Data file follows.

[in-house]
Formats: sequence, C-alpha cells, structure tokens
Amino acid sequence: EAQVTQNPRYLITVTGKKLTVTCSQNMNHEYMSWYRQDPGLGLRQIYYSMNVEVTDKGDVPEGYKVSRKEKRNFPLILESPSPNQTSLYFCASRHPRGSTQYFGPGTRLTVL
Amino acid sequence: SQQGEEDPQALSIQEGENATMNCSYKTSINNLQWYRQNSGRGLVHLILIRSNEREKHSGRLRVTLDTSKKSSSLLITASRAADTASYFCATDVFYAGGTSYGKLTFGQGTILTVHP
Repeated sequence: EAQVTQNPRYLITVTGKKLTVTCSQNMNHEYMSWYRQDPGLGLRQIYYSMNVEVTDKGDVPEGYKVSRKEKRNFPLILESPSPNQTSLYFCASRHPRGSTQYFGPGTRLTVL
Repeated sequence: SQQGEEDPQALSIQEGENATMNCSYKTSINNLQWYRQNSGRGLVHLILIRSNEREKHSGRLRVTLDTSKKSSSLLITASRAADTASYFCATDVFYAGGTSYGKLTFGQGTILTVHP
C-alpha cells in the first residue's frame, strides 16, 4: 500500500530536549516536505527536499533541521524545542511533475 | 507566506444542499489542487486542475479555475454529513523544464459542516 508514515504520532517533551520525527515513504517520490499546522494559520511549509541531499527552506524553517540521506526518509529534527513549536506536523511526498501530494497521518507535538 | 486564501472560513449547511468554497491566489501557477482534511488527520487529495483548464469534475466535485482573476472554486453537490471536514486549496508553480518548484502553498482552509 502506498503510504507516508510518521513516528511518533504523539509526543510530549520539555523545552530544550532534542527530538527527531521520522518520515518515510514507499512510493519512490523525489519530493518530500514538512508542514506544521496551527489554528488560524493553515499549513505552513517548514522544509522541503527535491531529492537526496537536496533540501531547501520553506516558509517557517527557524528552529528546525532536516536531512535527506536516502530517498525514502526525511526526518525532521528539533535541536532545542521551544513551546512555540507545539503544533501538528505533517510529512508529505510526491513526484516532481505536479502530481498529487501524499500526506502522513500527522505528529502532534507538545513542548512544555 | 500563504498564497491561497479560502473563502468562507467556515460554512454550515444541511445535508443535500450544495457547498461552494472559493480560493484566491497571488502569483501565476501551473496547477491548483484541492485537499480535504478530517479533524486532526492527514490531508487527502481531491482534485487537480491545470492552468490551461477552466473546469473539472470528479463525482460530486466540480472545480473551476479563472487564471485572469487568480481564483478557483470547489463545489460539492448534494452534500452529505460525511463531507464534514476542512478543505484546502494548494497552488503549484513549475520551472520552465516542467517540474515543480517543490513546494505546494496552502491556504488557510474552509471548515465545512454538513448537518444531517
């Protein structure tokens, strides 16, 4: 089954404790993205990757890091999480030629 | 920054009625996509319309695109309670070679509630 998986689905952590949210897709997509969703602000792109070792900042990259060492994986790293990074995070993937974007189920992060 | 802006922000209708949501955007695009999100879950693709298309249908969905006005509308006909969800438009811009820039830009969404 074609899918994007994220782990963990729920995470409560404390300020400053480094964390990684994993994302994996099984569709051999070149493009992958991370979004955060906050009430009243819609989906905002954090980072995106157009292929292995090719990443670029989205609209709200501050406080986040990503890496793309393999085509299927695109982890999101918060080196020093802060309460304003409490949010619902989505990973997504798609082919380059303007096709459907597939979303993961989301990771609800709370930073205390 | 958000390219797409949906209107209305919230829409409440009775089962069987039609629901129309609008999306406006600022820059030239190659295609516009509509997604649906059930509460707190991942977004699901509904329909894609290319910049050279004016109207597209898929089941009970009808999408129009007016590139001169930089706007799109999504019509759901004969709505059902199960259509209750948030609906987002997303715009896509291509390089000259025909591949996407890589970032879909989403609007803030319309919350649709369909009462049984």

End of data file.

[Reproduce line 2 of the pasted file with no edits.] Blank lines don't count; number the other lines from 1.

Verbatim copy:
Formats: sequence, C-alpha cells, structure tokens